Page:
The Problem (Part 2)

Here’s that second part of the issue, your labs are not normal and you are prescribed medication.

How many medications have you been prescribed because of your health problems?

I spent some time on a SSRI (antidepressant medication) in my mid-20s after I had a breakdown. The stress from graduate school, feeling my life was out of control, I was in a severe dietary restriction phase at the time (one of my lowest weights, about 98lbs, and I’m 5’6” by the way), and I’m sure OCD, PTSD and the depression of course didn’t help the situation.

I didn’t stay on the medication long. It did help, but it numbed me and I wasn’t myself. It did get rid of the OCD. I would clean a lot, and when I was on the meds, let’s just say things became very different. Not in a good way, it was gross to be honest.

I still deal with OCD, PTSD and depression, however I’ve found lifestyle strategies to help manage it (I do read self help, motivational books and blogs for example), and so does nourishing my body rather than starving it. Our neurotransmitters that regulate our moods are built from amino acids, and the pathways that make them need vitamins and minerals to do it. We need to put the fuel in, and the best way to do that is with whole, real foods.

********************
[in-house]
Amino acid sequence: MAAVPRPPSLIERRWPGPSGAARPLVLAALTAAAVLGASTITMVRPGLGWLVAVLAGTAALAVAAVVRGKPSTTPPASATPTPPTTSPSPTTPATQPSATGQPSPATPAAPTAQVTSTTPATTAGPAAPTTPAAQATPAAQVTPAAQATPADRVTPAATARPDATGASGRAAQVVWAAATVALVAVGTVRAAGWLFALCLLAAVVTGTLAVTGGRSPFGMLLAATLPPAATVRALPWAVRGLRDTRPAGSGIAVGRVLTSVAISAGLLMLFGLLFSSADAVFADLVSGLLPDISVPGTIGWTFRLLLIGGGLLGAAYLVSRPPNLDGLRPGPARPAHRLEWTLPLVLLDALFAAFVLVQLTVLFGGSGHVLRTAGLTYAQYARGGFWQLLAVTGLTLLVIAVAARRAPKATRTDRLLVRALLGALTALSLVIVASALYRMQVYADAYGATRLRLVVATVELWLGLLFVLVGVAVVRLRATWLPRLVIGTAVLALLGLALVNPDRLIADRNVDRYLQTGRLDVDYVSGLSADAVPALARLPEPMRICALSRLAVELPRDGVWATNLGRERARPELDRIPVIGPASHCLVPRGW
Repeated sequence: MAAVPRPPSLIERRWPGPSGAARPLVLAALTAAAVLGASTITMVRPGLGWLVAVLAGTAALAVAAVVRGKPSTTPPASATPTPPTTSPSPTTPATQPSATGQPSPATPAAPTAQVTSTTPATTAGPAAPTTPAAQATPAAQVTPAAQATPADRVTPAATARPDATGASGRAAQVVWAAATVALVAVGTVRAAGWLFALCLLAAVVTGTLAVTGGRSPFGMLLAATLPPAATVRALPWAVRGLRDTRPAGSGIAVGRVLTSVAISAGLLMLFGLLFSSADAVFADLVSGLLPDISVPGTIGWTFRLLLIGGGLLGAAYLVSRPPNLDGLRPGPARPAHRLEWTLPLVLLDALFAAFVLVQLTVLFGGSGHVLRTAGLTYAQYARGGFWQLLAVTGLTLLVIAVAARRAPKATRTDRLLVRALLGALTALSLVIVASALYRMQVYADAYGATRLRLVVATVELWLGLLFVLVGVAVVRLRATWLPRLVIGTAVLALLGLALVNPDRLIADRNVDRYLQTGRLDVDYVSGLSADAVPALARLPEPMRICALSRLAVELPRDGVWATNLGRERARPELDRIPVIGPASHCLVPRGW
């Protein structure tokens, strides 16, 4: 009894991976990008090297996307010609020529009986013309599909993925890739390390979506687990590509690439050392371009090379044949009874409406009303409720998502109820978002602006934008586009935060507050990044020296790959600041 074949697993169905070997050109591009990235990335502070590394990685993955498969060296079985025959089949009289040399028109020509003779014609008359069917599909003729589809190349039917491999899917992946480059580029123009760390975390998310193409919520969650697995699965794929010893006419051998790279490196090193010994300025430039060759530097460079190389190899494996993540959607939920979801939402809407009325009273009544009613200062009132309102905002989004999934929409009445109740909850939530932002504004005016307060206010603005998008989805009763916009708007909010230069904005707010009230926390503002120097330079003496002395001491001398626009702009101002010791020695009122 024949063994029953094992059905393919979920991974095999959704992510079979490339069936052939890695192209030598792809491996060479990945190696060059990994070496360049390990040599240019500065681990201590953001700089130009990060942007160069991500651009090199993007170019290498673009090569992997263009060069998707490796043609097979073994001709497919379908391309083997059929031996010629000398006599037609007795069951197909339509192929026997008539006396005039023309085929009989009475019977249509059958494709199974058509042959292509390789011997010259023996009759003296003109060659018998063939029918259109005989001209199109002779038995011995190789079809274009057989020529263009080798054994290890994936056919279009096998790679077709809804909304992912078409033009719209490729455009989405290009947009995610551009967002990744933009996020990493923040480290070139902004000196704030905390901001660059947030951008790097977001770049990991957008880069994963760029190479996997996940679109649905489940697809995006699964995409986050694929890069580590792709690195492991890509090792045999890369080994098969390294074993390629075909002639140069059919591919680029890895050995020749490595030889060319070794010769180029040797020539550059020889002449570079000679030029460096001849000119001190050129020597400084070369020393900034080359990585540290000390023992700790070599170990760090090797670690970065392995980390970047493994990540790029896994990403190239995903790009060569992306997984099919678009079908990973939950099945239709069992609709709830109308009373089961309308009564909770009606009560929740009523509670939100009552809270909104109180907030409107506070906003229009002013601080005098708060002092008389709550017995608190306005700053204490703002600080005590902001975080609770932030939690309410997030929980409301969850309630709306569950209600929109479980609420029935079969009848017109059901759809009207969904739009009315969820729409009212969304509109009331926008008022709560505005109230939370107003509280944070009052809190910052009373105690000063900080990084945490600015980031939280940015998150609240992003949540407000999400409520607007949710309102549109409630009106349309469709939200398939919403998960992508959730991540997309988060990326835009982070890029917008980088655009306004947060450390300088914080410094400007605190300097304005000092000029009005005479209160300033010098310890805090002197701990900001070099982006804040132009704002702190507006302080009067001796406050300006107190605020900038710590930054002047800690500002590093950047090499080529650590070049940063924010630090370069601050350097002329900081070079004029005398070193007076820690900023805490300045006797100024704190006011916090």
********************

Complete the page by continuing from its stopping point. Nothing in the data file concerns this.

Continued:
Back to my take on medications, what do they do? They help with symptoms, if you’re lucky.

There are medications that save lives, and of course we need them from time to time. Antibiotics do save lives, when they are used appropriately. My issue with many medications that are commonly prescribed is that they mask symptoms. The symptoms you are having are your body’s cries for help, that there is, or are, underlying root cause(s) creating imbalances in your body, that over time, result in chronic and complex health problems.